Source of Satisfaction

Two things always go together—the desire to know more of the Lord Jesus, and the sense of how little one has attained to it. The first shows that there is true and active spiritual taste; the second, that there is true and vivid perception of what is to be attained to. The apostle Paul could say to the last, “I count all things but refuse that I may win Christ.”

If one with much spiritual taste could reach to all that he desires, there would be an end of progress—for it would either be that perfection could be attained in an imperfect state of things, which in incongruous, or there would be satisfaction with imperfection. Eden was enough to satisfy a man in innocence, but he lost the state to which it was suited when he fell; and now the man who is restored to God’s presence in righteousness by His own Son, no attainment can satisfy, if his spiritual taste be true, but complete conformity to Him, which cannot be till He is manifested*; then we shall be conformed unto the image of His Son.

Among men a refined state is formed by cultivating it and gratifying it, and the more it is gratified the more it is increased; so that the more refined a man is in nature, the less satisfied he must be, because he is really in every way inconsistent with his creation*. He is deceived and carried away, because he is pursuing a shadow.

The man of the world is like a merchant who traverses the sea and land to obtain every precious thing, and through them to secure a home and a satisfaction for his heart—his search is endless, and he never succeeds. The saint has a home where everything is perfect, and where he is fully satisfied, but his duty calls him away from home, and he contrasts everything here with his home in glory. He is a stranger here on a foreign mission field.

The merchant goes everywhere, seeking something to form a home. The stranger is here only to do a service; but then, because he is a merchant by nature, he is always tried and tested by any attempt to induce him to make light of his home, by seeking to find one here. The more he is in spirit in his own home, the more he sees the perfection of the Lord Jesus, in which he will enjoy perfection—the more does he desire to be like Him*, and the less he is satisfied with any attainment he has made of being like Him*, or of possessing Him.

To satisfy the true taste, there must be perfect surroundings. To give true energy and character, and to satisfy the affections, there must be a perfect object; and there is one—the Lord Jesus Christ—who is the mark or goal for which we forsake all here. Both will be obtained when He returns, and for this we wait.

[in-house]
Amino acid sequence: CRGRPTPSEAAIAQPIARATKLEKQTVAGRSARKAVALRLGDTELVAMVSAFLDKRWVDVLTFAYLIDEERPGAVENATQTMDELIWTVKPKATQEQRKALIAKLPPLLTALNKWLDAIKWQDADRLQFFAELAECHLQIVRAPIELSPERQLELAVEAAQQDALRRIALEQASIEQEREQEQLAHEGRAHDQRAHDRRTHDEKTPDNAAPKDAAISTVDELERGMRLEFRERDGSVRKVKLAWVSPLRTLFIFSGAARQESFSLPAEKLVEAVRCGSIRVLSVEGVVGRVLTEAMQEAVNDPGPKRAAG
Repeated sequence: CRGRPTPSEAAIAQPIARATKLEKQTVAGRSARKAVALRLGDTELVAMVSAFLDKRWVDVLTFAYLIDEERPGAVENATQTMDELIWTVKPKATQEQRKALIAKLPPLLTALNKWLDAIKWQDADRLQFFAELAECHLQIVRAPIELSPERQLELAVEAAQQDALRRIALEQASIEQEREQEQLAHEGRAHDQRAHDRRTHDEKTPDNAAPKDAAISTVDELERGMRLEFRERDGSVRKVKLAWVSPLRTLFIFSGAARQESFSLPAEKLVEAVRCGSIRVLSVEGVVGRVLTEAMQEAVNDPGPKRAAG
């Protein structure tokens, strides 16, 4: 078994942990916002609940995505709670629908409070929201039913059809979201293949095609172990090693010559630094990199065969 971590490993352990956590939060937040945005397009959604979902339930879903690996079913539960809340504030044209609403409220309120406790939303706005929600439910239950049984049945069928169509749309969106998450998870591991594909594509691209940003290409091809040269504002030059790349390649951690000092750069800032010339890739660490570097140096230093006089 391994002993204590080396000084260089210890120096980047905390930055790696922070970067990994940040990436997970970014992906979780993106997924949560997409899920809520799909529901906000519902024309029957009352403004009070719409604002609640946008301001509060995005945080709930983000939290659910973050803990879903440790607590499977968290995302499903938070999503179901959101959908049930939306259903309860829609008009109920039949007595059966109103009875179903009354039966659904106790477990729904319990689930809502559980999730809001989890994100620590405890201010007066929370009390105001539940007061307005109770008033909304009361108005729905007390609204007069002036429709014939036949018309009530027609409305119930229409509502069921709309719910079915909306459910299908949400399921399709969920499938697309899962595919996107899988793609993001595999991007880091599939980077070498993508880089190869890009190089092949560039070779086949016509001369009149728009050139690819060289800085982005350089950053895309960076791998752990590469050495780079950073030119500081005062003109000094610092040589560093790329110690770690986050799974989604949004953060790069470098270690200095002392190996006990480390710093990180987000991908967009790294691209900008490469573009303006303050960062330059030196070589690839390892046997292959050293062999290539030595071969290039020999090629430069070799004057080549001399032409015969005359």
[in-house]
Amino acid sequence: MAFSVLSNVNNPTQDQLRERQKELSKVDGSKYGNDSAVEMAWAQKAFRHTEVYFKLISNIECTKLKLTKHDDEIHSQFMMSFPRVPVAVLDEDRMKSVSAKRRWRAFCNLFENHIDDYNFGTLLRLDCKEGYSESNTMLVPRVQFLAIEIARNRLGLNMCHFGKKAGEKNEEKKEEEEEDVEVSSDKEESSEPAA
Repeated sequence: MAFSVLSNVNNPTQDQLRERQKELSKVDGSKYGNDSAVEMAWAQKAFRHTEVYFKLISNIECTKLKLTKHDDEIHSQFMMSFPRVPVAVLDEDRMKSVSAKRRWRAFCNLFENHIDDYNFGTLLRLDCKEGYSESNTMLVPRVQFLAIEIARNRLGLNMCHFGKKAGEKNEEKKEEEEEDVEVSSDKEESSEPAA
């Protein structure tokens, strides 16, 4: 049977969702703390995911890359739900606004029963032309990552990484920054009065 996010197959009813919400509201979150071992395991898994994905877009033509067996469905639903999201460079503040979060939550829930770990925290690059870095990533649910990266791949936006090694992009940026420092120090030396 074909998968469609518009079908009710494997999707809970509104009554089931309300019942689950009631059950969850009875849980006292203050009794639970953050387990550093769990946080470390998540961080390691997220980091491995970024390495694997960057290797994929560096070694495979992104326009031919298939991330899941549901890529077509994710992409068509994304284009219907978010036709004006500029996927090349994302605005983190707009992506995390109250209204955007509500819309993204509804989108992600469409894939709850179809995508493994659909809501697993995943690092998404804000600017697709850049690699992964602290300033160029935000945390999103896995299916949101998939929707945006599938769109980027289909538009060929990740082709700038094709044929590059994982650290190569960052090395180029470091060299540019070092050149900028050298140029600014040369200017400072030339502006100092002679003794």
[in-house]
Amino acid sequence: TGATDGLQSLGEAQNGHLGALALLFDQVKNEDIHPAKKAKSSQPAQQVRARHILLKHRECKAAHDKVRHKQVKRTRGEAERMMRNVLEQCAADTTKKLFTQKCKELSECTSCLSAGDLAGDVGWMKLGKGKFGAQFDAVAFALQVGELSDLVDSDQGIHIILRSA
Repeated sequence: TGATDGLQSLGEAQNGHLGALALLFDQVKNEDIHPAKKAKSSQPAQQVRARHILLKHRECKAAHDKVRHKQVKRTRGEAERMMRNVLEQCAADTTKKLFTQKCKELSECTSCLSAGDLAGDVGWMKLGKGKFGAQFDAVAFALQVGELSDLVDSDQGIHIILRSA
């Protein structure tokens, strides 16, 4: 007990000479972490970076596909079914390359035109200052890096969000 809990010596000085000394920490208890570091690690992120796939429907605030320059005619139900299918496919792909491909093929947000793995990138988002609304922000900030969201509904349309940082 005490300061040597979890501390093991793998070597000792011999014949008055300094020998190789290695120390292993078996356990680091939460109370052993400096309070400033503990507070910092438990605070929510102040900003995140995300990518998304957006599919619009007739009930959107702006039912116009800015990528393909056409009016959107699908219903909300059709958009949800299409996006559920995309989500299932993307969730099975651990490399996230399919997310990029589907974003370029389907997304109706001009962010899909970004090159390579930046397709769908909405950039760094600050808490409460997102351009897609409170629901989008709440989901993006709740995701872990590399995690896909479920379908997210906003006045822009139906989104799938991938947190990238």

The merchant by nature is through grace transformed into a stranger, sent here from heaven; he has to ignore all his old tastes and pursuits, and instead of seeking here and there, and everywhere for something to improve his condition*, he studies to make known the new order of things into which he has been introduced, and his only regret is, how little able he is to bear witness to them, because he is himself so little versed in them.

- J B Stoney

Posters Opinions:
*”till He is manifested”: to all, in His glorified body, when He returns, which will bring our “complete” conformity (1Jhn 3:2—NC).

*”inconsistent with his creation”: only a false satisfaction can be attained by anyone when attempting to relate fulfillment to that which is of this life only, for though all journey here, none can make it their home, for none will remain in this life.

*”the more does he desire to be like Him”: that is, completely like Him, without sin and in the new body, but we must wait.

*”the less he is satisfied with any attainment he has made of being like Him”: possibly meaning the sinless state.

*”improve his condition”: the position and condition of believers can always be improved in the area of character concerning what is said and done, but never in the position and condition of their spiritual state concerning their place in innocence with Christ (regardless of their self-evaluation concerning their spiritual progress here).

*”so little versed in them”: has not learned much concerning the things taught by understanding a guiltless condition.

"With an increase of knowledge and apprehension of the truth, there is a constant sense that we are not practically up to what we have received; and hence the measure of our strength is not the enjoyment of a truth, but the extent to which we maintain what we believe in spite of every obstacle. It is the way in which we surmount the difficulties in our path, and not the enjoyment of the truth, which defines our position." - J.B.S.